“Nowadays, the modern medical model is changing It is gradually shifting from its original medical model of biomedicine into a physiological–psychological–sociological–medical model, which emphasizes that the people, the natural environment, ecological conditions and society are all aspects of a united whole.”
Cultivating a holistic environmental politics and regenerative sustainability practice is one of the great challenges of our time. Part of this cultivation prompts us to network with leaders in the practice of sustainability transitions and learn from on-the-ground projects that are doing this work. One of these projects is the Herb Whisperer farm, an hour north of Beijing in China, run by the “Herb Whisperer” himself, Thomas Avery Garran.
I visited the Herb Whisperer farm in July 2016 with the group of participants in my Environment and Sustainability in China Study Tour (POL3ESC). The study tour is a collaborative venture between La Trobe University’s Department of Politics and Philosophy, La Trobe Asia, the LTU Confucius Institute and partner organisation CERES Global, led by Dr Ben Habib and Lily Falconer from La Trobe University, and Ben Walta and Josephine Newman from CERES Global. The aim of the tour is to explore how local actors in China, across different fields, grapple with environmental challenges and sustainability transitions.
Visiting the Herb Whisperer farm was a fantastic learning experience for our tour group. It presented a viable model for the application of permaculture design principles to agriculture at scale, as well as illustrating some of the limitations of establishing permaculture-based agricultural systems in an unsupportive social setting. What we discovered was a fascinating bridge between two cultures that offered lessons about the advantages and pitfalls of transplanting ideas from outside their original cultural context in sustainability practice.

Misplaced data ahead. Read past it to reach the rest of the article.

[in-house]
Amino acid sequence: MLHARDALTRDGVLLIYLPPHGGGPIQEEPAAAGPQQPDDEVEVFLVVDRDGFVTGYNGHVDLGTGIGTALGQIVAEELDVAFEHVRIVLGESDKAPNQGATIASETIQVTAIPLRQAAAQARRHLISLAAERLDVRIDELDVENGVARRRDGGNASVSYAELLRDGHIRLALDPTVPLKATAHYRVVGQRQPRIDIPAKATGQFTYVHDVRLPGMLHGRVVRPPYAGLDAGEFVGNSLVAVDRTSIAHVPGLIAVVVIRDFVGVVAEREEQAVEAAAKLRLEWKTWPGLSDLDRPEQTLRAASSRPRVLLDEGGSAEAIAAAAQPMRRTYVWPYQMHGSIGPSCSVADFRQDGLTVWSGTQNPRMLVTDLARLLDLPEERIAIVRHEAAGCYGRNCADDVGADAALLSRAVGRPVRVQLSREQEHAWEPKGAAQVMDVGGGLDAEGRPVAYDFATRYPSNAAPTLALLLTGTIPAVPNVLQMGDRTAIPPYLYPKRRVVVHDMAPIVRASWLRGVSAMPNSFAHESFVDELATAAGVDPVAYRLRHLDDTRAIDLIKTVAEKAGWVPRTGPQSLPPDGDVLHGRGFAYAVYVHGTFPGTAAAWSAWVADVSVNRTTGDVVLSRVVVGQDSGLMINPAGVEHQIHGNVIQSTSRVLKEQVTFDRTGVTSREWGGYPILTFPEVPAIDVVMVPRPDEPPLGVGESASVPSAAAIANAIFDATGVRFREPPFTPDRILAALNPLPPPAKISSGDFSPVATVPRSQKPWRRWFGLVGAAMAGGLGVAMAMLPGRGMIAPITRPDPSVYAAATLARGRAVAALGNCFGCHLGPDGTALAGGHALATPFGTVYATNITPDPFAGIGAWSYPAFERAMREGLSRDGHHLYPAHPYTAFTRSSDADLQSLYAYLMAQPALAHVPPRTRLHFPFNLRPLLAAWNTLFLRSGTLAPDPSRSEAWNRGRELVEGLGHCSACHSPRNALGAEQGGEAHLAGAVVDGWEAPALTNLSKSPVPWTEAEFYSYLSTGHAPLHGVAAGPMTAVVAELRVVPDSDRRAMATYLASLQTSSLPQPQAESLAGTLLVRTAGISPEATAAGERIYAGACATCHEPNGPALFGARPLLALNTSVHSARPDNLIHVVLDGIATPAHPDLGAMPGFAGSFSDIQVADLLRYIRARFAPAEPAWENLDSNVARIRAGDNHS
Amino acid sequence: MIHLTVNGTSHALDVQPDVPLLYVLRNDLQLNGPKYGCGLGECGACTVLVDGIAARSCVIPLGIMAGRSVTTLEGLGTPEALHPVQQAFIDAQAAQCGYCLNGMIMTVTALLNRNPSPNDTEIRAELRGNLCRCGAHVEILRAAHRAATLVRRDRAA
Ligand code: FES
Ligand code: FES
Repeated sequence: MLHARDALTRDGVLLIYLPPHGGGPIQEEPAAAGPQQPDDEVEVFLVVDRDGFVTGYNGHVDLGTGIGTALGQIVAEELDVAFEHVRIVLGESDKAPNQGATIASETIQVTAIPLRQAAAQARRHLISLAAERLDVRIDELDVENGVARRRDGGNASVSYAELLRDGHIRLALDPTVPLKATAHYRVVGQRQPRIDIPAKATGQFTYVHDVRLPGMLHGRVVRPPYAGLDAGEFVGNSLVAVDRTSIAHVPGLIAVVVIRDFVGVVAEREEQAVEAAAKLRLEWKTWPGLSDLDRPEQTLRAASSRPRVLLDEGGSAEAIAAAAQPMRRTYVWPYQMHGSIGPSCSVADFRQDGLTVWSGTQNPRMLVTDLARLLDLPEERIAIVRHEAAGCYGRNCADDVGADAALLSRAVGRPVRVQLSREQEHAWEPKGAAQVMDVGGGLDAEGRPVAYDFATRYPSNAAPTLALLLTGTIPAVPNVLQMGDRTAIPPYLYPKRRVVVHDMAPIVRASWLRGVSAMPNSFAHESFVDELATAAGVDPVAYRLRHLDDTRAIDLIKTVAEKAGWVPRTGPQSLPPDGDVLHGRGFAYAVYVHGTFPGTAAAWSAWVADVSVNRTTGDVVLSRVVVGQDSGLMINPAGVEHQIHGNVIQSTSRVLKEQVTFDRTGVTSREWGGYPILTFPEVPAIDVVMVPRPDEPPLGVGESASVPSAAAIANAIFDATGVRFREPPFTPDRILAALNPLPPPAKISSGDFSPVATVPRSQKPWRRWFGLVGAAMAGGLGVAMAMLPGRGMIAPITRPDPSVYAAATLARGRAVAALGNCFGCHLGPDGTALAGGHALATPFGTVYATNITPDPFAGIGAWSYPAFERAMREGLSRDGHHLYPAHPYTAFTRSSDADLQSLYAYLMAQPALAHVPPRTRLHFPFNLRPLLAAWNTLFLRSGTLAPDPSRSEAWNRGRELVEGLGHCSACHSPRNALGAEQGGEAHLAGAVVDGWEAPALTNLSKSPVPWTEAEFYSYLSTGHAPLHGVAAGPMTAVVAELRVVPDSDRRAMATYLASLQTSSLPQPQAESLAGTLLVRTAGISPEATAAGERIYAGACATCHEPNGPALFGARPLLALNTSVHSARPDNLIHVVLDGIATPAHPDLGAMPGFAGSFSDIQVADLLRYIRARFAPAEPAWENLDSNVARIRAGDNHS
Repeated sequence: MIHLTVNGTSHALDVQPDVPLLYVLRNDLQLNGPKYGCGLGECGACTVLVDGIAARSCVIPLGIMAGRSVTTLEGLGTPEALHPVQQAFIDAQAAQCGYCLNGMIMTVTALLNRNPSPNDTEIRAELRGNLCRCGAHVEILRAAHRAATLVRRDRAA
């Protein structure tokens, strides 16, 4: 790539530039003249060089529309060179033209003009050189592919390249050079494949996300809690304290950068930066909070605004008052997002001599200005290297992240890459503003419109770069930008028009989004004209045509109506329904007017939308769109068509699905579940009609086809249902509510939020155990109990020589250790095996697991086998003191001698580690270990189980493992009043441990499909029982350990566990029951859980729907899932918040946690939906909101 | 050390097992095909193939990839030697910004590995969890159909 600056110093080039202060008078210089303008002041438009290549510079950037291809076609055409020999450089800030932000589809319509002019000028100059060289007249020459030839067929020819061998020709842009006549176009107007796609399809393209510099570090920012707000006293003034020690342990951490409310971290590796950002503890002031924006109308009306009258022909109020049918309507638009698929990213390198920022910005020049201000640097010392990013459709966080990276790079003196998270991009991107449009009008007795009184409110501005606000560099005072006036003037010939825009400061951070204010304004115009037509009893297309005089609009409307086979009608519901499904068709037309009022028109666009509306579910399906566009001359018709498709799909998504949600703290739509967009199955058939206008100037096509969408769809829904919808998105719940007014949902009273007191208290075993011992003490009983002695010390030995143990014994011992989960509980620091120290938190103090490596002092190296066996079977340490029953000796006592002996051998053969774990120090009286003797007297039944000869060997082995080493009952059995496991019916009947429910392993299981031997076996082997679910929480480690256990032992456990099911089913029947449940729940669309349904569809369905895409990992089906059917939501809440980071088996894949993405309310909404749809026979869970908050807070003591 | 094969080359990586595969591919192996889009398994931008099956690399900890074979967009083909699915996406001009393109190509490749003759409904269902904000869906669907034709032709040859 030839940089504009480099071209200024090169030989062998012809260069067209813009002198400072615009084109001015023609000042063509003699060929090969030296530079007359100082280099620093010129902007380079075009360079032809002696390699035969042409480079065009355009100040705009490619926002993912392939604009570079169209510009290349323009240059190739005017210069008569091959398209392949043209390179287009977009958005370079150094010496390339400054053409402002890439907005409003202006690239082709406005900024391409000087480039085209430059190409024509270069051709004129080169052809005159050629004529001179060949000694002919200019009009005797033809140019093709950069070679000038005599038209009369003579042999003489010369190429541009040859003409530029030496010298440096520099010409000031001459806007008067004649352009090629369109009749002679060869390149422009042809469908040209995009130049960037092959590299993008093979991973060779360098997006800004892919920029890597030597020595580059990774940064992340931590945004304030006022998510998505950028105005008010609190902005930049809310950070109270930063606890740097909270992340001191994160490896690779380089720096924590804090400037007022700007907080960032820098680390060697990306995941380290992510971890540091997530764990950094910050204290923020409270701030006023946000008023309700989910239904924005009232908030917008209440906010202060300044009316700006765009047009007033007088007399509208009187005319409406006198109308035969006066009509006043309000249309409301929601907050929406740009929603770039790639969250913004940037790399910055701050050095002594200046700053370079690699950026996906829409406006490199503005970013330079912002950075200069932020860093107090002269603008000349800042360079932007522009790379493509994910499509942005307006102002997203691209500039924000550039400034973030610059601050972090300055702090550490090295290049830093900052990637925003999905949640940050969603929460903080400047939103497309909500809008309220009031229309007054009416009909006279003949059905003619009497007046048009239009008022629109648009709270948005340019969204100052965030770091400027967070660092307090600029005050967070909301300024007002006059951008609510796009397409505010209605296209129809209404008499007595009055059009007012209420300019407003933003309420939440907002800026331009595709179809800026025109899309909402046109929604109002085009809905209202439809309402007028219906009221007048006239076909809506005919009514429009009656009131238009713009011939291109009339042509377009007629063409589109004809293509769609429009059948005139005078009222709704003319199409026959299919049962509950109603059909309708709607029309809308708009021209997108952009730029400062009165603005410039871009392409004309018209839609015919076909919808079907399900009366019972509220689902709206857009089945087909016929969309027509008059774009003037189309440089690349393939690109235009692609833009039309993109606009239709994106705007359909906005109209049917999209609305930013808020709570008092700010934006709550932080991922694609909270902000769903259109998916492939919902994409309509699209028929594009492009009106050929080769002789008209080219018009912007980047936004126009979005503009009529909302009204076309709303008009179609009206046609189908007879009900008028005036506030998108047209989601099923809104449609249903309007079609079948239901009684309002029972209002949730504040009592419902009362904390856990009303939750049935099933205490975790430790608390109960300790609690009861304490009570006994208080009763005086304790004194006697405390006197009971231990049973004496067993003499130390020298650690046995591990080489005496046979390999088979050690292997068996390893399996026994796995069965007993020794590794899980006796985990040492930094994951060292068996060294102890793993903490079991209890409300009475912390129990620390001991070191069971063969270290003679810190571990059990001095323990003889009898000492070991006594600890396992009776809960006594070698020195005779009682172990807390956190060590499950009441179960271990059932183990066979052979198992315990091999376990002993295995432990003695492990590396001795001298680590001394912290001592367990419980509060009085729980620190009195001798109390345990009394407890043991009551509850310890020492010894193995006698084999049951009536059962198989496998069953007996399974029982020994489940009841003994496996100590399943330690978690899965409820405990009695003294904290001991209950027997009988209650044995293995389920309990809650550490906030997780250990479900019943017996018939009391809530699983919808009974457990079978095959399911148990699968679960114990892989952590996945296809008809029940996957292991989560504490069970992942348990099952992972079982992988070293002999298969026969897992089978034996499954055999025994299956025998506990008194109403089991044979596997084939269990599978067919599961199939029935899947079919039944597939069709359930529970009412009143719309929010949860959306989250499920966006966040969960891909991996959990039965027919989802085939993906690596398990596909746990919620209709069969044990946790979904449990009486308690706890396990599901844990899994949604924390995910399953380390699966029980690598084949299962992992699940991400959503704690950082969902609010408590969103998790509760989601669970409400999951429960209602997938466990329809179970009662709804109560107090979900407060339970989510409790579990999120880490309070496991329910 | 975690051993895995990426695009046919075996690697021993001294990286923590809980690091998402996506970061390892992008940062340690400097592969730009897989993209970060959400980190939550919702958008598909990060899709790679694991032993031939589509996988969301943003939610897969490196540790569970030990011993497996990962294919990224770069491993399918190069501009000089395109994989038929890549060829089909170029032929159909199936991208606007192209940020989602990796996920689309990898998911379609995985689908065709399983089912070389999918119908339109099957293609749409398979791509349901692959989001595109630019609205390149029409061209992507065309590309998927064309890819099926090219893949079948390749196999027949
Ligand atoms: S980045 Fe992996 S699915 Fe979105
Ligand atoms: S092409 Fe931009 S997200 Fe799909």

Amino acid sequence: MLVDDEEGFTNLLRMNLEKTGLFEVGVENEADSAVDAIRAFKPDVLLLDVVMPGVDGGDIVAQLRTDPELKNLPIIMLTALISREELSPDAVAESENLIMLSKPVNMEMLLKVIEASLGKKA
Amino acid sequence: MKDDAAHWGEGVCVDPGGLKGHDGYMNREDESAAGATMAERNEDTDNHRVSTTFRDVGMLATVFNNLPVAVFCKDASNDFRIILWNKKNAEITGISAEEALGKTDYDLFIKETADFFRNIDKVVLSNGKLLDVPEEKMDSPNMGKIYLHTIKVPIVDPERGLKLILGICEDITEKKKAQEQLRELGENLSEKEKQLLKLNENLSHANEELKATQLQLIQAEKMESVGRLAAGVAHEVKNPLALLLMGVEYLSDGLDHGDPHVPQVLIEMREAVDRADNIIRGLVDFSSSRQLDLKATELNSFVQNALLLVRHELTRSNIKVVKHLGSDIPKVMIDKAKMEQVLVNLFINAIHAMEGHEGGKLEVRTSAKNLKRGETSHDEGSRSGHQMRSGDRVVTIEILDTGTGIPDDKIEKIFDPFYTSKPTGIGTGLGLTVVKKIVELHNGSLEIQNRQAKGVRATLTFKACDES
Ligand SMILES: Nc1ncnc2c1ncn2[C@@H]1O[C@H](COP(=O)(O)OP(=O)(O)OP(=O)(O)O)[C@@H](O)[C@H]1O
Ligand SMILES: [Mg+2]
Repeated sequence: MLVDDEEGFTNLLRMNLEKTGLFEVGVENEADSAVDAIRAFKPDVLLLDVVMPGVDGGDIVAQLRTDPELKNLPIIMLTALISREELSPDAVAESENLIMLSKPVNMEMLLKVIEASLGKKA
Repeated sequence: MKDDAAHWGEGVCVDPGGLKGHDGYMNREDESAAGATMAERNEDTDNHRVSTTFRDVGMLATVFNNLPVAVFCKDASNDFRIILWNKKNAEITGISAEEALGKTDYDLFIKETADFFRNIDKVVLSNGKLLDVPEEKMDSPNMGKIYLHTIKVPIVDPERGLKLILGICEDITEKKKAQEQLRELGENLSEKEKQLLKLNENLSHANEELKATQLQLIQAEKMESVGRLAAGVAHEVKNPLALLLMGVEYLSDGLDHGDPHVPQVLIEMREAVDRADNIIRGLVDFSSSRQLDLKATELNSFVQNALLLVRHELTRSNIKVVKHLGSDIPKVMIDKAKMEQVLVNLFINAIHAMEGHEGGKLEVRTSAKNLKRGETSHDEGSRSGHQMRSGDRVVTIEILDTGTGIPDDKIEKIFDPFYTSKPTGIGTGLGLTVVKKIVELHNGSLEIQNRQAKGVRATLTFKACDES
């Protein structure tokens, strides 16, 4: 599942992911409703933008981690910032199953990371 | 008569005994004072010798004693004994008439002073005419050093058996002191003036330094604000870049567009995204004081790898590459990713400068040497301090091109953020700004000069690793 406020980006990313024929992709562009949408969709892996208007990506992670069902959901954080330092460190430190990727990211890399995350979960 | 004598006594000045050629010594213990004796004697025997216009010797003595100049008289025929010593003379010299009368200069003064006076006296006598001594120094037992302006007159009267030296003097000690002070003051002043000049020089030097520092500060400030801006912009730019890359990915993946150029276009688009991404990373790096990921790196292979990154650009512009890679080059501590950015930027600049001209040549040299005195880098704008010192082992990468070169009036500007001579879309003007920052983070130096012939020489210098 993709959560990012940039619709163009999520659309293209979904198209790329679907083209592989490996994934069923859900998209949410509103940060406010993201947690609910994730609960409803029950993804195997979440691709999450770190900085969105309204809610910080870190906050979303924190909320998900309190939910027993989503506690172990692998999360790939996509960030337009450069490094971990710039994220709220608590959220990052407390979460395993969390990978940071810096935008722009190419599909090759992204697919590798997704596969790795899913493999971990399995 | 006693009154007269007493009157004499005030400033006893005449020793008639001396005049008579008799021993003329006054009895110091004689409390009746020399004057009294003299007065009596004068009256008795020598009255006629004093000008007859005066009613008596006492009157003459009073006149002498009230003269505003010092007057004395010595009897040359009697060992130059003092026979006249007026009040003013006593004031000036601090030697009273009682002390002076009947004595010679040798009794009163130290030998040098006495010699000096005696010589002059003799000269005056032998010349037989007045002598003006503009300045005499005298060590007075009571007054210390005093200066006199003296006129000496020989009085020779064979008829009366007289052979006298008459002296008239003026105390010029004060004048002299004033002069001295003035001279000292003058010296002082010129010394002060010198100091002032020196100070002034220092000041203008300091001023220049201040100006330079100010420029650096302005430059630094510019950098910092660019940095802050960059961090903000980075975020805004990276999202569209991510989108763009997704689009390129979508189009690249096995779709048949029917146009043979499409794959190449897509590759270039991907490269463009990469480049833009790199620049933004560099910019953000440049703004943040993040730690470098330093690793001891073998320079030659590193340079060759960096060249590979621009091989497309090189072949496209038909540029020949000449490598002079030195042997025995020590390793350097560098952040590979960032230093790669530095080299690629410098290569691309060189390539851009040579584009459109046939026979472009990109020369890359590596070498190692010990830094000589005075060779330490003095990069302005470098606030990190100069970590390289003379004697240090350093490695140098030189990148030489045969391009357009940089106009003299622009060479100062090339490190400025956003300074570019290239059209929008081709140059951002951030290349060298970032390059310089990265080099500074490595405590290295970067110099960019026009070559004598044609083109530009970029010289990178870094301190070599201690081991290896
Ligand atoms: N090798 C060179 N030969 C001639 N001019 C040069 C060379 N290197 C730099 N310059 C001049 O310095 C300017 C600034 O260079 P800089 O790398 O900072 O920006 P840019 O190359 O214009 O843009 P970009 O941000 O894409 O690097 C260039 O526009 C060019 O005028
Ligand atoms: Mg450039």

How We Found the “Herb Whisperer”
We discovered the Herb Whisperer farm quite by accident. The day before the official commencement of our Environment and Sustainability in China Study Tour, a small group of us from the leadership team hired bicycles and cycled from our lodgings in Dōngchéng District to Sānlǐtún. On our travels we stopped off at the Beijing Farm to Neighbour farmers’ market in the basement of the Grand Summit shopping mall at Dōngzhímén, in the heart of the expat precinct in the Cháoyáng District.